Consumers are moving to smartphones. The hottest smartphones (iPhone 3G, BlackBerry Bold 9000, most of Nokia’s Symbian and HTC’s Windows Mobile offerings) all include GPS and an exposed API for developing applications utilizing their hardware. Anything people can conceive of for location based mashups will be coming (more on these mashups in later posts)…


Here’s a first application…

BlackBerry is a leader in mobile phone GPS. Recently a few services that announce the location of one’s phone emerged. Initially these were billed as a sort of low-jack for one’s phone, a security service for the insecure (or those who want to spy on their kids, etc).

I decided to try a few of these. Most felt slimy, like, “you always know where your phone is, and you could also know where your wife is!” … I don’t know about you, but my phone is loyal and doesn’t run off with strangers… And I trust my wife far more than a phone.

My goal with trying these services was to mash Twitter, Pownce, Facebook, and other social networking services with my location. Such a mashup will allow me to share my real-time location with all friends. I came across BlackberryTracker.com. Much like the others, the idea is to provide you with the location of your phone. However, they have something the other’s don’t… Facebook and Google Earth integration (as well as a drop-dead-simple semi-RESTful API).

Friends can pinpoint me down to the meter on my Facebook profile, updated every 30 seconds. To be honest, it feels strange to openly publish this data. Security, and lack thereof, has us believing we shouldn’t share such information. But this fear is caused by the exception and not the rule. And in reality, my location in public isn’t private. Additionally, there are laws and common courtesies we live by, and I trust that people are inherently good.

Soon these services will be in the mainstream. Everyone will be able to pinpoint the location of anyone. Let me emphasize that… Soon everyone will be able to pinpoint the location of anyone. Not publishing your location will be like not having a mobile phone.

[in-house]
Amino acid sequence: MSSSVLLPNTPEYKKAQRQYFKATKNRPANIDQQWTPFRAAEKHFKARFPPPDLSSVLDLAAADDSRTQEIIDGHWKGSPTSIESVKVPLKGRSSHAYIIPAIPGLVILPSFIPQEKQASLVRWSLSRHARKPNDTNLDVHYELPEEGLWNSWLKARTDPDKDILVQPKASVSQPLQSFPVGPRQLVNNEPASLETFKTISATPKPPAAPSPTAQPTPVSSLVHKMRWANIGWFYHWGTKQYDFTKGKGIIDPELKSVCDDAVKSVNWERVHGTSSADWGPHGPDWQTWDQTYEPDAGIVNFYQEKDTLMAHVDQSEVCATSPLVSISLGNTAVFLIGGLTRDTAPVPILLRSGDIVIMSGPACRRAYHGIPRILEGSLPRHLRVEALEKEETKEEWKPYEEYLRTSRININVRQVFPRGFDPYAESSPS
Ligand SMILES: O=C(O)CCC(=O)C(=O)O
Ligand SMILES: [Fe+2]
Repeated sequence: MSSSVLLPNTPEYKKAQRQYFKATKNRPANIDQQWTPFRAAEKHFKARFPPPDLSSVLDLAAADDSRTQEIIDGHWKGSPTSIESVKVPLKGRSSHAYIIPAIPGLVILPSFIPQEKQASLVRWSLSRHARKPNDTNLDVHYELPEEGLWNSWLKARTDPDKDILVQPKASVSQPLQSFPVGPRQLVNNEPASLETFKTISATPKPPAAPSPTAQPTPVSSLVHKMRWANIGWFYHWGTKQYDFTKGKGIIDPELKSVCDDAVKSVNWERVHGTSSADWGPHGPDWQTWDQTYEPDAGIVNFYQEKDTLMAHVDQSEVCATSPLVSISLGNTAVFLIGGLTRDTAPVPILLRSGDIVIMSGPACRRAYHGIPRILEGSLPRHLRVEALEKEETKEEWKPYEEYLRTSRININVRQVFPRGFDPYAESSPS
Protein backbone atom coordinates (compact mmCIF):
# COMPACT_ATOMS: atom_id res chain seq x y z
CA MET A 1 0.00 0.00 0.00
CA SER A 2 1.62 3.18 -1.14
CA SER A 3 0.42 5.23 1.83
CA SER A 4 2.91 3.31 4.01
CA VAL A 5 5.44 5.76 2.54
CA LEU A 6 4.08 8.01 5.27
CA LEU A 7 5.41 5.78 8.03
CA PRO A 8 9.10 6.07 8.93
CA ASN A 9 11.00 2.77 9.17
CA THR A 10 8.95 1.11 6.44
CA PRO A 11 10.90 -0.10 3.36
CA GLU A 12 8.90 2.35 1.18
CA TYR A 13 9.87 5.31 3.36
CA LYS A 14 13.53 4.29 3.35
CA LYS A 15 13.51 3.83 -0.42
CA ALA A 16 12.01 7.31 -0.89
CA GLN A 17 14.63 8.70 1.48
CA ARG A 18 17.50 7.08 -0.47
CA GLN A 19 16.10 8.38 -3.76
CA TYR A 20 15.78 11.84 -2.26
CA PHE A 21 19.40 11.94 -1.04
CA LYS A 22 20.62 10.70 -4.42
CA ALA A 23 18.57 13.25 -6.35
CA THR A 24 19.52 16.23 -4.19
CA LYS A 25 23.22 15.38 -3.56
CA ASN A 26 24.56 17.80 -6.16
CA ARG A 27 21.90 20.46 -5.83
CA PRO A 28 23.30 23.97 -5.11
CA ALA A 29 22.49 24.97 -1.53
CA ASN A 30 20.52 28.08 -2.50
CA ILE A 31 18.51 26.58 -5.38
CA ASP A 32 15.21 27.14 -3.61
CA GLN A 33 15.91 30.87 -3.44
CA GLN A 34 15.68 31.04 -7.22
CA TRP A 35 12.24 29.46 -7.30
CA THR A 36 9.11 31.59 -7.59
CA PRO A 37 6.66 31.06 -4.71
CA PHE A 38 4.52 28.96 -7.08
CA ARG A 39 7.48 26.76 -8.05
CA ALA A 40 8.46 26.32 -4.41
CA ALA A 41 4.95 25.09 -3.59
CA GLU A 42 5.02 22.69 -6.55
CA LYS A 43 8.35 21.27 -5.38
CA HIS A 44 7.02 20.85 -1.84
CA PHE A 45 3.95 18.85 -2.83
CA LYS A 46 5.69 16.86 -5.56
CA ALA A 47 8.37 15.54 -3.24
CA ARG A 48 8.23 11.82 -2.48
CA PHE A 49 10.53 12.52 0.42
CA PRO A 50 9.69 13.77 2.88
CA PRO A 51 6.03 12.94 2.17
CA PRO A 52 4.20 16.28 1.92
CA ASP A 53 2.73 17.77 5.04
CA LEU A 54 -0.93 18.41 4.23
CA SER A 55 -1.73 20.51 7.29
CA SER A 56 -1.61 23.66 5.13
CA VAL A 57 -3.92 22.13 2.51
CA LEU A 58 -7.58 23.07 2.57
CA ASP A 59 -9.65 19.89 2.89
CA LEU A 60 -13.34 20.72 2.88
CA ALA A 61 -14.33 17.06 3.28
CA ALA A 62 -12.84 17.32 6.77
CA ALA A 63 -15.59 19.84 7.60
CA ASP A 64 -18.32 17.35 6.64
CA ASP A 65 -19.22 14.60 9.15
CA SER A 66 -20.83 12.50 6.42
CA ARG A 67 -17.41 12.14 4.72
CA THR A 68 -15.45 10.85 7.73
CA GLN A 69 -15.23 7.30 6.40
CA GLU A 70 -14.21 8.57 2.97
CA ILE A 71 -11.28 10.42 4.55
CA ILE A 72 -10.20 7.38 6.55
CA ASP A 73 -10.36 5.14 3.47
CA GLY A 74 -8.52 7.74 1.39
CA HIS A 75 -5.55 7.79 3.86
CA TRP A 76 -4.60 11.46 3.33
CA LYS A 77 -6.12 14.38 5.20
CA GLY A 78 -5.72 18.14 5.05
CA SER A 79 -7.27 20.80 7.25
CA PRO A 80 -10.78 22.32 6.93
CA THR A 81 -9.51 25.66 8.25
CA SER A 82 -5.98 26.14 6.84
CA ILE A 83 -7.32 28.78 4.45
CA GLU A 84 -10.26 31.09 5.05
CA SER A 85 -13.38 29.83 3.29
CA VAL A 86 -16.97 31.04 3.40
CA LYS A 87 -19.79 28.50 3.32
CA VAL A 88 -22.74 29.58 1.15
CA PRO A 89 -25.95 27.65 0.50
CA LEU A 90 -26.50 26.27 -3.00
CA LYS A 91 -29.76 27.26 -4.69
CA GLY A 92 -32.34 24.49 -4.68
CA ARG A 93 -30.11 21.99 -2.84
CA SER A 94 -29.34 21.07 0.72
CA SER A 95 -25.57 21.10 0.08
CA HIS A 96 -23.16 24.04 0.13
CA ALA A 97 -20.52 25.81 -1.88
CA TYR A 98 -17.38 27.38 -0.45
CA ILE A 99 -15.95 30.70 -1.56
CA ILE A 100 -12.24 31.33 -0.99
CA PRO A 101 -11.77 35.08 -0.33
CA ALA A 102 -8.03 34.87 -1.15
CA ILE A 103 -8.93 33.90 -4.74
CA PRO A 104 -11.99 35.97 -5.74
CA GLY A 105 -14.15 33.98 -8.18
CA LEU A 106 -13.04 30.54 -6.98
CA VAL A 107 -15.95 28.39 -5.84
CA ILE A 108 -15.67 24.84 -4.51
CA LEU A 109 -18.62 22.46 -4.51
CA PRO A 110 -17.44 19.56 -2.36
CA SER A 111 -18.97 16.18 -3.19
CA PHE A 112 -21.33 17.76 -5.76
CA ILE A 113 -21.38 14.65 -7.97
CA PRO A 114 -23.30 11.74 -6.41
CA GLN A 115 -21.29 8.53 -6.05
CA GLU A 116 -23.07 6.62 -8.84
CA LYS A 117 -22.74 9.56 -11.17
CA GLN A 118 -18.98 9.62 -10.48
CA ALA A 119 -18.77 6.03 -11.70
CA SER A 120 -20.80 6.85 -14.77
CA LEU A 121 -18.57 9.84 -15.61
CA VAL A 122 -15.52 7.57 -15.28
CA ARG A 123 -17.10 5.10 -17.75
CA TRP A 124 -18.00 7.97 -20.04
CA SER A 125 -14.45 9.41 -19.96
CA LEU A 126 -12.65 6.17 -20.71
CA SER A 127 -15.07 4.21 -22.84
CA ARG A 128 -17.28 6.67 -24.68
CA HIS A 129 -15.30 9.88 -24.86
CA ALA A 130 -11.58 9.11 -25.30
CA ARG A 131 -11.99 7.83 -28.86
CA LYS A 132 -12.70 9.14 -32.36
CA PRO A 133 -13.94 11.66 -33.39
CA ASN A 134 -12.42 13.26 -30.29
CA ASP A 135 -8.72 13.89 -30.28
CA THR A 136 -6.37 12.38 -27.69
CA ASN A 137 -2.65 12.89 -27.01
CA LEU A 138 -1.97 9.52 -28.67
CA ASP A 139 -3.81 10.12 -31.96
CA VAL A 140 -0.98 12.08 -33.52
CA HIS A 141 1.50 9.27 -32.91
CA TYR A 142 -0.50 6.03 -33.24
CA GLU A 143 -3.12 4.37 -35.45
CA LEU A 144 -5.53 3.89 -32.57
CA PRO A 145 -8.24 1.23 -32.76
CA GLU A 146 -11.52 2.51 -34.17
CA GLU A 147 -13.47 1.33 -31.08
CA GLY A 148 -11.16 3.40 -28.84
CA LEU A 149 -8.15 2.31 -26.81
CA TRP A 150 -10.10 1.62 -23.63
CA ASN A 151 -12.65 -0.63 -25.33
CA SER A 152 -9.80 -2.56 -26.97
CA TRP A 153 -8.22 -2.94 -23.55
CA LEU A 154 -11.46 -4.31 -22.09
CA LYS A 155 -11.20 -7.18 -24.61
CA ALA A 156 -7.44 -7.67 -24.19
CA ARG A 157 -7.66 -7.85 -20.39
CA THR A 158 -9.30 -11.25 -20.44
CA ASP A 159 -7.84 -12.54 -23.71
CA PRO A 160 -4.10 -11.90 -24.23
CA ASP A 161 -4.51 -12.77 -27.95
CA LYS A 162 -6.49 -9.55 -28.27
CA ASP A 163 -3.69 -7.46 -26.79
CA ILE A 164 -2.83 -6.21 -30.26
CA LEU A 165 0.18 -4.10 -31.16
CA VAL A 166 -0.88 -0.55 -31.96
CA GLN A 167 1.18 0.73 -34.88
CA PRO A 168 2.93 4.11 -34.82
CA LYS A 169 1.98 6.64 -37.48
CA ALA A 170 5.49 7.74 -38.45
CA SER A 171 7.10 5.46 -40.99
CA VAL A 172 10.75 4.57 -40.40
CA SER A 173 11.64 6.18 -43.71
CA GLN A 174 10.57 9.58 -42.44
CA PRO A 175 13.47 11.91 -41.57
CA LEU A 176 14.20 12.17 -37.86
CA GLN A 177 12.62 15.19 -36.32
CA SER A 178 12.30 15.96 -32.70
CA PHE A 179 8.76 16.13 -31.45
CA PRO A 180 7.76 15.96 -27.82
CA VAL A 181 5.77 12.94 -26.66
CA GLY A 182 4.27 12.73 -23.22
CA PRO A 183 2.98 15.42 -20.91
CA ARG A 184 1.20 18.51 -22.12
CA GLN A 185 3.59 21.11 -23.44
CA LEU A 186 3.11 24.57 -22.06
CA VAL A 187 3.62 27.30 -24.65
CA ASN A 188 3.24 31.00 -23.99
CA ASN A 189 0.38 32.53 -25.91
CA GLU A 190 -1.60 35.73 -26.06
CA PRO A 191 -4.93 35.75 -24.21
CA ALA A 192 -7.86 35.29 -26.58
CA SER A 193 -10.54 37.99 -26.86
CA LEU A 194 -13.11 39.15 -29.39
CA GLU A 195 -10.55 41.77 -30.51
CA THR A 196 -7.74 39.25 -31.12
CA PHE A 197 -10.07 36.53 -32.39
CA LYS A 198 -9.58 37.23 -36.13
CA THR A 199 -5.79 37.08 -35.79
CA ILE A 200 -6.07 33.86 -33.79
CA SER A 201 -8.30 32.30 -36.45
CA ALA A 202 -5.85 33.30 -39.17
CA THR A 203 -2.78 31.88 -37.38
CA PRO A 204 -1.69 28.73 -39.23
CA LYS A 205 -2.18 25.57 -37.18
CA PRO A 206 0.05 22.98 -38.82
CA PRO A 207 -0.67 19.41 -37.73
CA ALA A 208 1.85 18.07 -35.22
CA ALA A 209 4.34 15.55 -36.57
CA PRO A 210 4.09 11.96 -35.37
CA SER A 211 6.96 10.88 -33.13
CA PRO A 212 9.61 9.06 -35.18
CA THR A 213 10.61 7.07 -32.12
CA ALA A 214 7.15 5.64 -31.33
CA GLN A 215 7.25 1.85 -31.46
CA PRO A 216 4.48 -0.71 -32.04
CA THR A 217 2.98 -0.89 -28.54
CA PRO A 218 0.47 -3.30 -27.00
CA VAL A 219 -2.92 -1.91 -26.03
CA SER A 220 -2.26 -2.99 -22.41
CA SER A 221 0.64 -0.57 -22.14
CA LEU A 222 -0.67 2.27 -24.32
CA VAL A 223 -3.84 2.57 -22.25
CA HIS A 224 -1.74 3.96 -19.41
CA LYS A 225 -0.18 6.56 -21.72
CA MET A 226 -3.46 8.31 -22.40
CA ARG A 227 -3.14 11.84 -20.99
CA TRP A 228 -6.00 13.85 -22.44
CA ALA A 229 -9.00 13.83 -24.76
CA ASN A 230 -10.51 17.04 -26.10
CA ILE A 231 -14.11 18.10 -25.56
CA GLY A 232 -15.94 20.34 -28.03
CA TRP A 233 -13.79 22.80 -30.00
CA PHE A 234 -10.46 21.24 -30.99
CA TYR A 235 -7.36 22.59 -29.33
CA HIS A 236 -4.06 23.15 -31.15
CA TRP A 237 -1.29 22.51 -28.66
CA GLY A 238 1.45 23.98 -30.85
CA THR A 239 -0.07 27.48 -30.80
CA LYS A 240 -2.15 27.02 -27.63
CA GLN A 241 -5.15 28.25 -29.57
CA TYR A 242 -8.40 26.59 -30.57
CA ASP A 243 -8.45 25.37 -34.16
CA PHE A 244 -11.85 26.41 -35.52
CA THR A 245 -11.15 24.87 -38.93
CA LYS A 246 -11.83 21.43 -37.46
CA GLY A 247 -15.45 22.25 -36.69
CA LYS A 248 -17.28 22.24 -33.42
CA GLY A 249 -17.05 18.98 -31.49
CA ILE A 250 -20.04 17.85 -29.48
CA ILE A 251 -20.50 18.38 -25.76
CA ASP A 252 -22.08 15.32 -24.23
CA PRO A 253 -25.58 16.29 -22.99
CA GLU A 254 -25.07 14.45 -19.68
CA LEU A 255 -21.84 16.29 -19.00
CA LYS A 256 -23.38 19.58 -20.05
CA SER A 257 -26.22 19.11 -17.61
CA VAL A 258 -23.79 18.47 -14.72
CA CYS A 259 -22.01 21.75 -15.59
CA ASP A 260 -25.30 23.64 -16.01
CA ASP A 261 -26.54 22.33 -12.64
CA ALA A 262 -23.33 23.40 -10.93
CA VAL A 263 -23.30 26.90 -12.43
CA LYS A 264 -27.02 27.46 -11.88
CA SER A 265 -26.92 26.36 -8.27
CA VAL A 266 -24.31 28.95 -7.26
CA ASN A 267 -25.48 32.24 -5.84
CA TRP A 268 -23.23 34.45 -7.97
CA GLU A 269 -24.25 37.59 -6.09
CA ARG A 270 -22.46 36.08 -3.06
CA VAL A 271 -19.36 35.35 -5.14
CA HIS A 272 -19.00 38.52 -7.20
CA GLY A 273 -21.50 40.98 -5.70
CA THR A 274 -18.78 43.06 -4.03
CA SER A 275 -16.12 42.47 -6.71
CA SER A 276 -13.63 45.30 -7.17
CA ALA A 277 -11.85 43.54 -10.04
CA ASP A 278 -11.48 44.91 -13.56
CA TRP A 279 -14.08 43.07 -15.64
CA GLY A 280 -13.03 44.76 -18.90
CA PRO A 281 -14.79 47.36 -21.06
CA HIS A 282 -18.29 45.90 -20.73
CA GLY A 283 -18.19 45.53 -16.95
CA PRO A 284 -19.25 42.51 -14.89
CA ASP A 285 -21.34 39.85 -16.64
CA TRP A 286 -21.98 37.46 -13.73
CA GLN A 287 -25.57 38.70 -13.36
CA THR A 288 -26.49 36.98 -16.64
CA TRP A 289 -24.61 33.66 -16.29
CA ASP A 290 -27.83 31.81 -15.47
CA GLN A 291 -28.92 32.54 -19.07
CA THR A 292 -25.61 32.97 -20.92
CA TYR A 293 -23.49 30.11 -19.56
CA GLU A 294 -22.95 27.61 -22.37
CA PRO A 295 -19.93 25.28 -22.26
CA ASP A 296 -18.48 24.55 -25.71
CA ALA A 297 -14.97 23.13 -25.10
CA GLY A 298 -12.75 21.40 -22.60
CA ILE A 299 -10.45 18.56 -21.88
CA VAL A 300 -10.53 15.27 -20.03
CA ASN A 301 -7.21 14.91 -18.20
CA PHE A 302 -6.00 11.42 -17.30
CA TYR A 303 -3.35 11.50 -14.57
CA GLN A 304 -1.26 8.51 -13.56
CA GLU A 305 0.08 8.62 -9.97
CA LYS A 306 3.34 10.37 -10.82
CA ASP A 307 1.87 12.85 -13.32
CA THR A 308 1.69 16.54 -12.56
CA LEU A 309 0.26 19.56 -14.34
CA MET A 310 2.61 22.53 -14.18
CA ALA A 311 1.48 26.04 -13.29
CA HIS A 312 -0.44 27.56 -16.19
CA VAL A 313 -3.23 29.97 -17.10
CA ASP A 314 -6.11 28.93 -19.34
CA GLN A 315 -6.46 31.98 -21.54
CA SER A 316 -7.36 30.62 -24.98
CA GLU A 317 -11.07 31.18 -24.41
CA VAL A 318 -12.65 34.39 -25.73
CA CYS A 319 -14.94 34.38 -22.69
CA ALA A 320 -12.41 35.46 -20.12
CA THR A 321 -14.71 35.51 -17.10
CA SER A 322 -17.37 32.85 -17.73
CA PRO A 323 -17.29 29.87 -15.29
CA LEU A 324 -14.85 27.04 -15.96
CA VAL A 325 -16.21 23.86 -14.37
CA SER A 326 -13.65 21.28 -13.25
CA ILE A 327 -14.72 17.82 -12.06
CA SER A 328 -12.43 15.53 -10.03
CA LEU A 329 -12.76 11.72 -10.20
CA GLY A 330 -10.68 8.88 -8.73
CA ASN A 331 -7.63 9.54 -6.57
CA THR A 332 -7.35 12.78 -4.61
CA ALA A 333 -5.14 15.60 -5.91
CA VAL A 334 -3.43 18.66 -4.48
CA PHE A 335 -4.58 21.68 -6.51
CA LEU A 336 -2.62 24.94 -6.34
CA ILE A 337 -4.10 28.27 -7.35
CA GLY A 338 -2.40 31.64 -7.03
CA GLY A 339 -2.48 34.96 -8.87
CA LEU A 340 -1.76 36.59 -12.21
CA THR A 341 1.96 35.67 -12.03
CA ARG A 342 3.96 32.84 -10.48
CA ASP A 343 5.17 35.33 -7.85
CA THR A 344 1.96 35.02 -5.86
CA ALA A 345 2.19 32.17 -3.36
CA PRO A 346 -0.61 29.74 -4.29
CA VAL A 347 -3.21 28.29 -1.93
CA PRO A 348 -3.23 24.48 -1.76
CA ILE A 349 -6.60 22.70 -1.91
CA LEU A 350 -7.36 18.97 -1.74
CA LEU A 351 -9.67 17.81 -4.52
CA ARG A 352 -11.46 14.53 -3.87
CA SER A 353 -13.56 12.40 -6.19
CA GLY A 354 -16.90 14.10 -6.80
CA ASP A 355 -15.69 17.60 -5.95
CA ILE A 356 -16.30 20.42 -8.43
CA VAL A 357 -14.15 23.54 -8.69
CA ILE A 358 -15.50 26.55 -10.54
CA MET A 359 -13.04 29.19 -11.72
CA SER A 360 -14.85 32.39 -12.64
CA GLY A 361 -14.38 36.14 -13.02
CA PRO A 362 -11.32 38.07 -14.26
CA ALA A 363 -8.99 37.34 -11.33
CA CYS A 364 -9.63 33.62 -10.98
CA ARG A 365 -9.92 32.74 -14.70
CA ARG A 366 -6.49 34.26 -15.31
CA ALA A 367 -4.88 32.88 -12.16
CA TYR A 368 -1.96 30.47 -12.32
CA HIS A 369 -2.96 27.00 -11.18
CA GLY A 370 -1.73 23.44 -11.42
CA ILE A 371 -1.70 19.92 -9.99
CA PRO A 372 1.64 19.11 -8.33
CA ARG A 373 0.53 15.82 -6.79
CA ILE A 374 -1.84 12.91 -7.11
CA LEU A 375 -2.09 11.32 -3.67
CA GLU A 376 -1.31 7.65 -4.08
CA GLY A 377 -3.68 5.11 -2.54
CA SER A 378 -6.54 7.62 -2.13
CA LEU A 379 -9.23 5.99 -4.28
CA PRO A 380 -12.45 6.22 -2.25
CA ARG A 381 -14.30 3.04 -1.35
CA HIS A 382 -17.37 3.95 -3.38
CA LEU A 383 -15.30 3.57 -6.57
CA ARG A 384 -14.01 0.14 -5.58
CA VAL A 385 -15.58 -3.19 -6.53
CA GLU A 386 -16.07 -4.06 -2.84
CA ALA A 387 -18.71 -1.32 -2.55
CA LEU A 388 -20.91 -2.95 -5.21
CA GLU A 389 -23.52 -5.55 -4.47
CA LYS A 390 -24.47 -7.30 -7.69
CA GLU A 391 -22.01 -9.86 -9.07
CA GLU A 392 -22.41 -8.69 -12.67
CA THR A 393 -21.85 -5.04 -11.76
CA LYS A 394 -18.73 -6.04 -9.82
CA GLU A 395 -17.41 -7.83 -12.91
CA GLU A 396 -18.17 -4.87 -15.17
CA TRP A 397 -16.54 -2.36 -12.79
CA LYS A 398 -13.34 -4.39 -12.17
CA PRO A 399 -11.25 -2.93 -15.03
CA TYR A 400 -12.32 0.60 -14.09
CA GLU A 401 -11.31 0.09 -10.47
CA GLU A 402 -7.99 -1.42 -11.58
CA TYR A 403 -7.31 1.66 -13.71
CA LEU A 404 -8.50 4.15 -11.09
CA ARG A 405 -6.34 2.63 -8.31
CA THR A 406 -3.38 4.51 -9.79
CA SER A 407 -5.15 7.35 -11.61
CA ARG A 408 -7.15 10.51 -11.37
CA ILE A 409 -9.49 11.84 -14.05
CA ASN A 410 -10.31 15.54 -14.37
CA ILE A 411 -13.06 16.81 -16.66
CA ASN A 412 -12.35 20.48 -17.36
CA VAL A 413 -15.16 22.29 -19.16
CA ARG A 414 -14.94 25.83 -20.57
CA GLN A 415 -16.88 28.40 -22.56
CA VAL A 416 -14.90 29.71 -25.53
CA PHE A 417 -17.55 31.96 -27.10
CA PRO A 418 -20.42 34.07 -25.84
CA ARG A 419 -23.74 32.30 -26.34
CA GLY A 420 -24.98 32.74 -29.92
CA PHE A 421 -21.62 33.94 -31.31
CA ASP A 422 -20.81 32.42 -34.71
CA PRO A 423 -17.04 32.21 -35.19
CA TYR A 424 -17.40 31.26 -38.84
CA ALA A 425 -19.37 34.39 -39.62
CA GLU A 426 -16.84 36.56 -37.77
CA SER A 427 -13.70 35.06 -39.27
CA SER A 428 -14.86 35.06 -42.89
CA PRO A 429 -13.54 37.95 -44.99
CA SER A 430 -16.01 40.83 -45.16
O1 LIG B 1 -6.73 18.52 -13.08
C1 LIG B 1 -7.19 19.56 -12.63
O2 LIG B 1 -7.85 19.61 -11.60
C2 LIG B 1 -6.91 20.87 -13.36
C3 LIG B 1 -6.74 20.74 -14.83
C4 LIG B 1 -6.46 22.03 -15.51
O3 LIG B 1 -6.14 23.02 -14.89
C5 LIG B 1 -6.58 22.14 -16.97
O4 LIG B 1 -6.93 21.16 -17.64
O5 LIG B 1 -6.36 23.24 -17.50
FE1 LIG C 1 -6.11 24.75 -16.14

Homeless, Keyless, Wednesday

Today was strange…

I am homeless

Image courtesy of Malingering on Flickr – it is not of either of the homeless men I met today.


I started off the day by going for a great morning run. On my way home I realized my house key fell out of my shorts pocket, so I was looking around on the ground for it.

A homeless man asked if I lost something, and immediately followed up asking if it was a water bottle before I could respond. After telling him it was a key he informed me the water bottle he saw earlier was very nice.

I walked away cursing the fact I would have to break in to my house, but also thinking about a man with concern over my loss who didn’t have keys of his own to lose.

Breaking in requires scaling a tall wall, jumping through a window a-la Trinity escaping in The Matrix, and finally possessing the key to our inside apartment (which I still had).

At the end of the day I hit the bank for a friend and locked my keys in the car in the process… Two key losses in a single day. It would have been my first key loss in years if it were only once.

As I waited for my wife, bringing the spare key, a homeless man with a harshly weathered and flushed face approached. The conversation went like this:

  • Homeless man: Hello, sir?
  • I kept silent, posting to del.icio.us.
  • Man: Sir, is that your car?
  • Me: Yep?
  • Man: <upbeat> Where are you from?
  • Me: Here, Philadelphia…
  • Man: Sir, I could use a cup ‘a coffee, could ya spare some change?
  • Me: …
  • Man: <poorly rehearsed> Sir, I’m homeless, hungry, scared, and need something to eat. Anything you can offer will help.
  • Me: I’m sorry, but I won’t give cash, but I’ll get us cups of coffee.
  • Man: <confused, back pedaling> But I’m hungry. I have 55-cents <jingles pockets> and only need a little more for coffee.
  • I twittered
  • Man: Sir, pay attention to me. I need some help.
  • Me: I’ll buy us cups of coffee and a snack then.
  • Man: <pausing again> But… I’m hungry.
  • Me: <Genuine smile> Let’s go get a cup of coffee, Starbucks is two doors down.

He turned his back to me and walked off without another word. His “hello, sir?” introduction was repeated to each passerby.